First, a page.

‘Terrorism’ in Hong Kong 

Access Archive

Dear Access member,

It’s been a relatively quiet news day in most of China today, but not in Hong Kong, where the world’s eighth-busiest airport was shut down while Chinese government officials and state media delivered increasingly menacing messages to the protesters.  

Thanks to everyone who emailed me feedback in the last few days: I will respond as I clear my inbox over the next day or two!

—Jeremy Goldkorn, Editor-in-Chief


1. Beijing sees ‘signs of terrorism’ as Hong Kong airport shuts down

Things are not looking good:

Hong Kong has just seen “its darkest weekend in contemporary history,” says this protester in a video clip from Radio Free Asia as she complains of the police calling citizens “cockroaches” during two days of violent clashes. Beijing has warned of incipient “terrorism” — a word that will be used to license the coming crackdown.

  • Hong Kong airport shut down today, Monday, August 12, grounding “around 200 flights and affecting many others worldwide, after thousands of protesters swarmed the main terminal building in the biggest disruption yet to the city’s economy since demonstrations escalated in June,” reports the Straits Times. Flights might resume Tuesday, August 13, “depending on recovery operations.”

  • Beijing said the protests are showing “signs of terrorism.” Yáng Guāng 杨光, the spokesperson for the Chinese government’s Hong Kong and Macau Affairs Office who last week warned protesters that if they “play with fire, they’ll get incinerated” (玩火者必自焚 wánhuǒzhě bì zìfén), “read out a stern statement to Hong Kong media in Beijing, saying the city had come to a ‘critical moment’ and vowing to clamp down on violent crime with an ‘iron fist,’” according to the South China Morning Post. Xinhua’s language went a little further: “Hong Kong will slide into a bottomless abyss if the terror atrocities are allowed to continue.”

  • Anger at the police is growing. After a weekend of protests, activist Nathan Law (羅冠聰 Luó Guāncōng) tweeted that today, “August 12, marks the single most violent day in more than two months of the Hong Kong protests as we see the police all across town acting completely out of their control.” He lists a variety of police actions, including:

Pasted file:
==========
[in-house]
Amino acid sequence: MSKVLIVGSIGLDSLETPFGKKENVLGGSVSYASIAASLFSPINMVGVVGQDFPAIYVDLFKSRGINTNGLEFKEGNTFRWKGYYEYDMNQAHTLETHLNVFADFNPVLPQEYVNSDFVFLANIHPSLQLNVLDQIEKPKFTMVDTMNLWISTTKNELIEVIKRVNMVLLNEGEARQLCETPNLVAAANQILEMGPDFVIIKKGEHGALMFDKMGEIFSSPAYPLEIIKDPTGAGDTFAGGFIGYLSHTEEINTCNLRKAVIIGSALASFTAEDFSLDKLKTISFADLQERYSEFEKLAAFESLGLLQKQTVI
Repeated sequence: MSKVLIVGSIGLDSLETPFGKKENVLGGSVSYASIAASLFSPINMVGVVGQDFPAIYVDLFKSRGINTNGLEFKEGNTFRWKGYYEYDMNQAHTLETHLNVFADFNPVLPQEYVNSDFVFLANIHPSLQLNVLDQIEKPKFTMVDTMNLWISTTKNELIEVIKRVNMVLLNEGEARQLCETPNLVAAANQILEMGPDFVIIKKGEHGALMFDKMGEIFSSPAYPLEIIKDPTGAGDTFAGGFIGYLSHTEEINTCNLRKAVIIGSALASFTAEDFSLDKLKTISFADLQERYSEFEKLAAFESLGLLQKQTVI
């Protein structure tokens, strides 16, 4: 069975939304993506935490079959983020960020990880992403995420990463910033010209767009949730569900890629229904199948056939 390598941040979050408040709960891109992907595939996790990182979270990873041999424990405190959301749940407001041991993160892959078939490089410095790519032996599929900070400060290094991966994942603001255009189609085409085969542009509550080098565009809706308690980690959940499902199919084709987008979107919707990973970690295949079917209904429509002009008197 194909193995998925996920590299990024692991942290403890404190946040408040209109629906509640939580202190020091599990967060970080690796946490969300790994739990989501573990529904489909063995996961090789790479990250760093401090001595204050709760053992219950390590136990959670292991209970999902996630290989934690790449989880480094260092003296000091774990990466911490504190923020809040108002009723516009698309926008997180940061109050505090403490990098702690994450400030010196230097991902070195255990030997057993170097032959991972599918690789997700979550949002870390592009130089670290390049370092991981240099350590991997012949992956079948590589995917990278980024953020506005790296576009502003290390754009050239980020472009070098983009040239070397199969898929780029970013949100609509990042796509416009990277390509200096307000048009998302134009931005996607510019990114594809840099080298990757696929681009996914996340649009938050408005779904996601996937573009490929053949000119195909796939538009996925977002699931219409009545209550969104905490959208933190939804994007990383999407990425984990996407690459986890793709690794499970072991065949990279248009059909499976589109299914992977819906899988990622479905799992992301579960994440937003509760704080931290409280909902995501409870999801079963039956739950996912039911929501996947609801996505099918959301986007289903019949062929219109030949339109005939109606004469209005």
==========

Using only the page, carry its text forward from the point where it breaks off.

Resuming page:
• Shooting a female protester in close distance, which hit her in the right eye and blinded her permanently, according to information from doctors.

    • Framing protesters as aggressive and arresting them on much harsher charges, after putting weapons inside their bags the moment they were pressed against the wall or ground.

    • Allowing thugs — many with ties to organized crime, based on experience from previous incidents — to attack protesters and even passersby indiscriminately.

    • Firing multiple canisters of tear gas inside Kwai Fong MTR station, which violated the factory instructions of no usage indoors.

    • Impersonating protesters by wearing the same gear (yellow helmets, black masks, etc.) and then ambushing them on-site just as uniformed cops arrived for mass arrests.

  • “The People’s Armed Police have been assembling in Shenzhen, a city bordering Hong Kong, in advance of apparent large-scale exercises,” says the Global Times, in a tweet that shows video footage of armored vehicles driving into Shenzhen set to kitschy martial soundtrack. The PAP or wǔjǐng 武警 are part of China’s military, primarily responsible for internal security and “stability maintenance,” riot control, and antiterrorism. See also this video from Shenzhen resident Twitter user @g_helleu.

  • “Cathay Pacific on Monday warned its staff that those who ‘support or participate in illegal protests’ in Hong Kong could be fired,” reports CNN. This comes after Friday’s news that Beijing has banned Cathay Pacific flight crew who protest from Chinese airspace. 

  • “Chinese state-run companies have told employees to avoid taking Cathay Pacific Airways flights,” says Bloomberg (porous paywall). 

WHAT’S GOING TO HAPPEN NEXT?

Whatever comes next is not going to be nice and may be very nasty indeed. As Beijing ratchets up the rhetoric, the protesters show no signs of flagging. In a Twitter thread that gives a timeline of Chinese government actions, scholar Sebastian Veg describes “the crystallization of a 4-pronged strategy”: 

  1. Hong Kong police will be used to intimidate protesters through force and to arrest the “violent extremists” aka “frontline protesters” (rumored to number in the thousands).

  2. The judiciary will come under further pressure from the prosecution using politicized charges.

  3. Patriotic forces must be mobilized to reunify the extremely disunited pro-establishment camp: businesses will face retaliation; universities and public institutions in Hong Kong need to be brought back under control through internal discipline.
    HK business interests, so far somewhat sympathetic to the protests, were threatened with retaliation and boycott if they do not actively oppose the protests. And calls from pro-establishment camp for an in-depth inquiry or resignation of the chief executive immediately ceased and attacks on “foreign forces” were stepped up.

  4. Turn Hong Kong public opinion against the movement and isolate the “violent extremists” from the “patriotic silent majority,” especially highlighting the economic impact of protests.

Further reporting:

2. Former central bankers warn of U.S.-China financial war 

At a financial sector conference in China on the weekend, two former central bankers predicted expanded conflict between China and the U.S. Bloomberg reports (porous paywall):  

The U.S.’s labeling of China as a currency manipulator “signifies the trade war is evolving into a financial war and a currency war,” and policy makers must prepare for long-term conflicts, Chén Yuán 陈元, former deputy governor of the People’s Bank of China [and princeling], said at a China Finance 40 meeting in Yichun, Heilongjiang.